Saturday, December 12, 2009

The way I feel about charity

The well of human need is bottomless.  At least, it is to mere mortals.  That much I accept.  Christ said (among other things):  "For the poor always ye have with you;" and He won't get any argument from me.

But every holiday season (admittedly, some more than others) I am visited by an uneasiness, a minor plague of self-doubts, at the thought of the underfed millions around the world that are every bit as human as I am.  Every one of them has joys and fears; each holds a desperate hope and a secret triumph.  That is true for the idle young heir to an oil fortune in Dallas, as well as for the young, HIV-positive Zulu mother in the slums of Johannesburg.

And here am I:  loud-mouthed schmo up in the upper left hand corner of civilization, making smart-ass remarks on the internet.  Questions form:  Have I given enough?  How much must I expect from myself?  How egregious is my hypocrisy?  (Like it or not, folks, we all operate from positions that we can't defend.  It's just a matter of degree.  If you're honest with yourself, you will admit it.)

After many years of this discomfort of the psyche, I've more or less fallen into a consistent reaction which works adequately for me.  Sum it up to this:  Generosity.  Of course I participate in the food drive at work for the needy local families; and I dash off a check to this or that charity over the course of the year.  But I think the best way to alleviate some of the suffering in this world, the solution that will come closest to diminishing that bottomless well, is to be generous in a more profound manner.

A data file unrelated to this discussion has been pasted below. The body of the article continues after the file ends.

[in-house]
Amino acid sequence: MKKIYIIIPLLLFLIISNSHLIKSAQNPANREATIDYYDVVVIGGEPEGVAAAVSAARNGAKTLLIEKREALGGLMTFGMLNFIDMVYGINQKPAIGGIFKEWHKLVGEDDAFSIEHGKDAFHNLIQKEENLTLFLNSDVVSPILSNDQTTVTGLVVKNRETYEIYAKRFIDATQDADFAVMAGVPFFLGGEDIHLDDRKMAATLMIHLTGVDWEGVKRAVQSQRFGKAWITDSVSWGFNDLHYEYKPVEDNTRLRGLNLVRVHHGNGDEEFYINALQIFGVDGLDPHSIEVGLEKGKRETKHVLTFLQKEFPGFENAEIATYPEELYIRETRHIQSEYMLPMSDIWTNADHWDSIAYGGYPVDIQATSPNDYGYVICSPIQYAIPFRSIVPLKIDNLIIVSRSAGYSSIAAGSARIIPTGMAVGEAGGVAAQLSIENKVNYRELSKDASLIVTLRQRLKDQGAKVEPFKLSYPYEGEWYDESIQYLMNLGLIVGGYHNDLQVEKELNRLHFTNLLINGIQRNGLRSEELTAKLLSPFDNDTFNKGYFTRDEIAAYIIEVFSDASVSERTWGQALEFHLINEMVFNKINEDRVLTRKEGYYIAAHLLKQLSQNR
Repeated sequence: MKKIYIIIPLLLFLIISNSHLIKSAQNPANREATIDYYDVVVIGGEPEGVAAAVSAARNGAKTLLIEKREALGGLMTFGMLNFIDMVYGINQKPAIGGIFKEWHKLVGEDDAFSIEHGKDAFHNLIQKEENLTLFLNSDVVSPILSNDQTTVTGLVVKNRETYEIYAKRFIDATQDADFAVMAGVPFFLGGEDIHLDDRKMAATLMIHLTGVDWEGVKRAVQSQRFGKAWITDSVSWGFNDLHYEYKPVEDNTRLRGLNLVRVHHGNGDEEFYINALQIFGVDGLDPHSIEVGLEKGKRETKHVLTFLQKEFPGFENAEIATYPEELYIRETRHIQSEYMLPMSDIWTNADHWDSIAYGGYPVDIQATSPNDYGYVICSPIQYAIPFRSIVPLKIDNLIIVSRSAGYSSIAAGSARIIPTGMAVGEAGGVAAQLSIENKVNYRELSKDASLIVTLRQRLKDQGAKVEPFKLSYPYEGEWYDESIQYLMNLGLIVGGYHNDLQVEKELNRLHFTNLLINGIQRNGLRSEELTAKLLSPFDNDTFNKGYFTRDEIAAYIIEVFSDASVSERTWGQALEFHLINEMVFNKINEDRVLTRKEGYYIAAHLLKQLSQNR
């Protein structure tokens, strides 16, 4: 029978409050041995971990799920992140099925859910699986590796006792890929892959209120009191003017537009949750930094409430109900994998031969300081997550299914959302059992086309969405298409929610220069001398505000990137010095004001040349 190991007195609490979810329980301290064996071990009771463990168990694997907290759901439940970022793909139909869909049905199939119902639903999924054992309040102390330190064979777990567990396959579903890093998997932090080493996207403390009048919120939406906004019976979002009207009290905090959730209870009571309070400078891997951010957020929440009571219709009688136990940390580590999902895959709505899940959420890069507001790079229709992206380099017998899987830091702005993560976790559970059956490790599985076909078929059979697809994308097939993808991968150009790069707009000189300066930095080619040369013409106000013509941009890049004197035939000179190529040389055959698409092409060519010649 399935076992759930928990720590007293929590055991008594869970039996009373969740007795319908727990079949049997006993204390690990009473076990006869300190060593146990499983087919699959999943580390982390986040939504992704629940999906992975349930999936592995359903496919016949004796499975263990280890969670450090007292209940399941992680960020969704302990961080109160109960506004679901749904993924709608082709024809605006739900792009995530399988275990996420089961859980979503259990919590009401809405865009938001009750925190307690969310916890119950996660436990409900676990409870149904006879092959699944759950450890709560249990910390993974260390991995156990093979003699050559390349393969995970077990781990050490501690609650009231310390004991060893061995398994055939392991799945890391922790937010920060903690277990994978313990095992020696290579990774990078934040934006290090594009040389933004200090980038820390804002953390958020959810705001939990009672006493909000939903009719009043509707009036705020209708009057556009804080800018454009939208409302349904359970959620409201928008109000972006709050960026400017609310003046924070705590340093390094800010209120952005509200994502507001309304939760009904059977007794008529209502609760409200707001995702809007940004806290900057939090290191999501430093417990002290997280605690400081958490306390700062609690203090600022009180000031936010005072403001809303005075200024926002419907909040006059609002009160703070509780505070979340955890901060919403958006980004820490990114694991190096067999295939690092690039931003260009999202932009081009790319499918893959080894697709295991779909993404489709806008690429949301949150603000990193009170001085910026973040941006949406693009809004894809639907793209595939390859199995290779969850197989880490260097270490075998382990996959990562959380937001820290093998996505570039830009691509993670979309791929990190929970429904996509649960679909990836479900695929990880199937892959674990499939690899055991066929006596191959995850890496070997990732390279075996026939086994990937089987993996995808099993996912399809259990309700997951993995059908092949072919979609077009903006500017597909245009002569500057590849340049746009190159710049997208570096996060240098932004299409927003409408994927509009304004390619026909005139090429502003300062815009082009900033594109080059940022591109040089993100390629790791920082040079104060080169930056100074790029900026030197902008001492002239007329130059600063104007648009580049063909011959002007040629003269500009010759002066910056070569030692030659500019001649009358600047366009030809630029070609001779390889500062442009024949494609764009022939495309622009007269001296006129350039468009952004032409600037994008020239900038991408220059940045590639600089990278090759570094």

I try to be generous with my smile and my warm wishes and my expressions of admiration; with my appreciation of beauty; with my own thoughts and feelings.  (Alas for poor Maty!)  It all goes back to my deeply held belief in the justice and the infallibility of karma.  If I can help to spread those positive vibes, if I can relay them outward, I believe in the long run, there will be less suffering, less need.

Crackpot theory?  Probably.  But it works for me, for now.

1 comment:

Dan Binmore said...

One of the things any thinking person with some money must realize is that every day they are making a decision that results in someone starving to death. On the other hand if there were no wealthy people buying products then everyone would be in need of charity. The world has ugliness. I take comfort in the fact that I give more than most people, and that I have served more than most people. At some point you have to choose to be satisfied with what you've done, or choose to be miserable and guilty.

I think it a duty for those who have the opportunity to be happy, to be happy. If you aren't going to be happy who is going to be happy? if no-one is happy then humanity is a waste of time.